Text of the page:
A detective in a super-powered world.

Alias vols. 1-5 – Brian Michael Bendis (2003)

            One of the benefits of working in a library is that your co-workers always have good reading suggestions!  After discussing comics one day my co-worker said he would let me borrow a comic he liked a lot.  It was the five collected volumes of Alias.

            Alias tells the story of a private eye who used to be a superhero.  She still has powers but no longer fights crime in costume. It was one of the “mature” titles put out by Marvel a while back.

            I like detective yarns, especially the more hard-boiled ones (like Andrew Vacchs) so the tone of this was right up my alley.  It is a well-written comic that, while it touches upon superheroes and such, actually concerns itself more with the lives affected by superheroes.  These things are rarely explained in regular comics.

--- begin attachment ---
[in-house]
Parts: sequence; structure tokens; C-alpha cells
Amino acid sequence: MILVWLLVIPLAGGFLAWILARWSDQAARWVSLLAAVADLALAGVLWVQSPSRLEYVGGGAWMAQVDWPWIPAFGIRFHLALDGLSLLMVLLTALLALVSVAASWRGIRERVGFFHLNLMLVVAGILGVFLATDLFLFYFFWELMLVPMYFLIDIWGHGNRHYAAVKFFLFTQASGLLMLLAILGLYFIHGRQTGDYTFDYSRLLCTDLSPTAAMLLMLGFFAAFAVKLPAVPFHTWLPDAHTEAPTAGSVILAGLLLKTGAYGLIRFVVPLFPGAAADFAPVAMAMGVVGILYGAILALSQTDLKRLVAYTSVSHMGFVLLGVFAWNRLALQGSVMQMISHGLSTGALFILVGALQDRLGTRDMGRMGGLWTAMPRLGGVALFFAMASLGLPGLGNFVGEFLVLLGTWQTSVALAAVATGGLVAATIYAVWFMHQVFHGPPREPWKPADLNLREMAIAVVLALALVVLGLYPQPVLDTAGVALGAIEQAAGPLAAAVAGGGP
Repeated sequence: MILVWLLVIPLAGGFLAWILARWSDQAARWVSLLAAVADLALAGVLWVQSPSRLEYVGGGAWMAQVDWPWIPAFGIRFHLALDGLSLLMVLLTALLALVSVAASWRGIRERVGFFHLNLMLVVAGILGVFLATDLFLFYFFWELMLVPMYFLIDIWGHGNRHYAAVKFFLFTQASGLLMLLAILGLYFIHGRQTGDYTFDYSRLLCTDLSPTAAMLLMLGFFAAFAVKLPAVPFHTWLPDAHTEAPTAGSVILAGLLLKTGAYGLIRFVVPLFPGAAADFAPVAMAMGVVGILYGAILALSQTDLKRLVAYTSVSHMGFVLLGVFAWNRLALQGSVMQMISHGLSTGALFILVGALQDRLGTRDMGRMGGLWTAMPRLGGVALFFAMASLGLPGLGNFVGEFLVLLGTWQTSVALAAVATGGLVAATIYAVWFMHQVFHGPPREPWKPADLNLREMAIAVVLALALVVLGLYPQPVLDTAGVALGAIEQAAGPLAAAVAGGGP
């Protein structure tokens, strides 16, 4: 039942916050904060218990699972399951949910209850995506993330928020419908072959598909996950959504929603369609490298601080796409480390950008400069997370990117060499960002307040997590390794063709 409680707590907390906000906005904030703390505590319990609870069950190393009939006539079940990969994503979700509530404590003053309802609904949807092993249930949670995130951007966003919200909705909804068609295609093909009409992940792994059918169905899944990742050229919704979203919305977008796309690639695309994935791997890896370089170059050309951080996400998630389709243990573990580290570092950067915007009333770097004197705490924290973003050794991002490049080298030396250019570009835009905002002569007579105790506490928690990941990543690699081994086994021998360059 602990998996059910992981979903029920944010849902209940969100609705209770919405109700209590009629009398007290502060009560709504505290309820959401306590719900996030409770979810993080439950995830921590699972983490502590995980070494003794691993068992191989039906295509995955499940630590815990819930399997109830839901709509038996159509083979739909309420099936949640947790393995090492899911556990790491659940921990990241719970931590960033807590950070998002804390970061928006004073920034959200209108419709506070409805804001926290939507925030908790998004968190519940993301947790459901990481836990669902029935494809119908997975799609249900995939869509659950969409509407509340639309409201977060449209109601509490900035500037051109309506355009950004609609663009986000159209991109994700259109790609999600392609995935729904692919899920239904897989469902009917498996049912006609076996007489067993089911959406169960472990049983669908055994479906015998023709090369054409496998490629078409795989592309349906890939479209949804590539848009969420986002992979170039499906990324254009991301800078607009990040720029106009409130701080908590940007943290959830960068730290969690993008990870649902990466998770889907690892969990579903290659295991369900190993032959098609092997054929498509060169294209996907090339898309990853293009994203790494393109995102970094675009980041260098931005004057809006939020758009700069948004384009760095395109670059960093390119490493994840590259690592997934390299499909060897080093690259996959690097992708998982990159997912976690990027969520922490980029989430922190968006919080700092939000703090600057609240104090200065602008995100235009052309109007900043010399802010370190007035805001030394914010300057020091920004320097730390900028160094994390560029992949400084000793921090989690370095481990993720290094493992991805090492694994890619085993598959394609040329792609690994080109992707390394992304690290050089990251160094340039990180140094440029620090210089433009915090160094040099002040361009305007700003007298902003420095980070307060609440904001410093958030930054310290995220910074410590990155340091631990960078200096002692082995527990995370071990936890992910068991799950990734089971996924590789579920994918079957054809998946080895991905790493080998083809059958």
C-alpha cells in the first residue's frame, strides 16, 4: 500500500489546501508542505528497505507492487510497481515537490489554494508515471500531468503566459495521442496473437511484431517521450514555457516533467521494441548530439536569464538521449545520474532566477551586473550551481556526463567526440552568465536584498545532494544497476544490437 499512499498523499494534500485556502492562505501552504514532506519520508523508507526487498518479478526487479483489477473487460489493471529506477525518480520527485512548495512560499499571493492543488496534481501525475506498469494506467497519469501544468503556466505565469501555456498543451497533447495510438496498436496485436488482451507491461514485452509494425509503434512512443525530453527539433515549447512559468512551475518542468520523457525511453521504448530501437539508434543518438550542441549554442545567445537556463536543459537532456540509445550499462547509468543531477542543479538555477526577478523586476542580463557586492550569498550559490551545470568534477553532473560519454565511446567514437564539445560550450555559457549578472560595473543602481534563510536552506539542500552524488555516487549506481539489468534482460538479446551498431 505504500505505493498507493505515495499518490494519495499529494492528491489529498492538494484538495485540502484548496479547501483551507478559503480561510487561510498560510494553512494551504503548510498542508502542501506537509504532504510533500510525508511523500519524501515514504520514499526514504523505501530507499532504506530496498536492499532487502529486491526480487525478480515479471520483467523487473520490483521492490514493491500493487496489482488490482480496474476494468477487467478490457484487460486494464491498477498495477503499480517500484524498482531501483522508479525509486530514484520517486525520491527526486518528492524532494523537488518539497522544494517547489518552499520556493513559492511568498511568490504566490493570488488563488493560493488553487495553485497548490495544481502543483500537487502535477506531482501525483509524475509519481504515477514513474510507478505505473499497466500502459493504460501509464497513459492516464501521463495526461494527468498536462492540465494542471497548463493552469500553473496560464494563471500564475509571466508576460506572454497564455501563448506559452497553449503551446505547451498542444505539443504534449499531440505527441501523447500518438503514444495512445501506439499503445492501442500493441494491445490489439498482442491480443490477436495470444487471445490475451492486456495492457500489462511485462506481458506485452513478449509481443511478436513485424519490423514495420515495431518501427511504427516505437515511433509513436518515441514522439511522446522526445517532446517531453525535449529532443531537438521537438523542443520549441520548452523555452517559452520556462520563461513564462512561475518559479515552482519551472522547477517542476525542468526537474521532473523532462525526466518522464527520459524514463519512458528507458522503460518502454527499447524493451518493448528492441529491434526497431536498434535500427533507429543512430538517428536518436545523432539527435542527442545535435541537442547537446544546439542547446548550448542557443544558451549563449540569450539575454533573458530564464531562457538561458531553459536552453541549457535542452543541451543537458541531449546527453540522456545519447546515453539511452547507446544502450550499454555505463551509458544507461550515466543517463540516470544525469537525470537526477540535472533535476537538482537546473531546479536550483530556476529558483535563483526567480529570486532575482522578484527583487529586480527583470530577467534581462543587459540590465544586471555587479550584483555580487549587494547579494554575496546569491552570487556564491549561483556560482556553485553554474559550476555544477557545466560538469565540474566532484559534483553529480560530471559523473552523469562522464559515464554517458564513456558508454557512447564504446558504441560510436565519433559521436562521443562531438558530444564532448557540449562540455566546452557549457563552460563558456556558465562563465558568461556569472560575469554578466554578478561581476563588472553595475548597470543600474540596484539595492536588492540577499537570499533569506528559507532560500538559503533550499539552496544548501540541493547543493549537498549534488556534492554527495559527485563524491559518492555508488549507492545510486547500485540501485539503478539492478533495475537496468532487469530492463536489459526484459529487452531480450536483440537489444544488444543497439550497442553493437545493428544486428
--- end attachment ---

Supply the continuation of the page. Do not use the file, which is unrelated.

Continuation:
The first volume is the best, with the story sucking you in quickly and the plot moving along at breakneck speed.  As the series progresses, more of the focus is on the protagonist’s personal life and internal monologues about herself, and less on the actual cases she is working on.  Because of this the latter volumes are less interesting.

The one where she tried to clear the city's smog with her disintegrating arm was odd.

            The final volume explains how the protagonist got her powers originally, which is an old comic-book trope, and really doesn’t do anything to further the story as it was set up initially.  I wish Marvel had allowed Mr. Bendis to use more of Marvel’s superhero characters.  It would have made for a more interesting story overall.  Marvel, while trying to tap into mature readers, ended up handcuffing their writers and artists, causing the Marvel Max imprint to die off.  Overall, this comic had a great beginning, great potential, but it was limited too much in its scope, suffering because of this.  Marvel couldn’t have its cake and eat it too.

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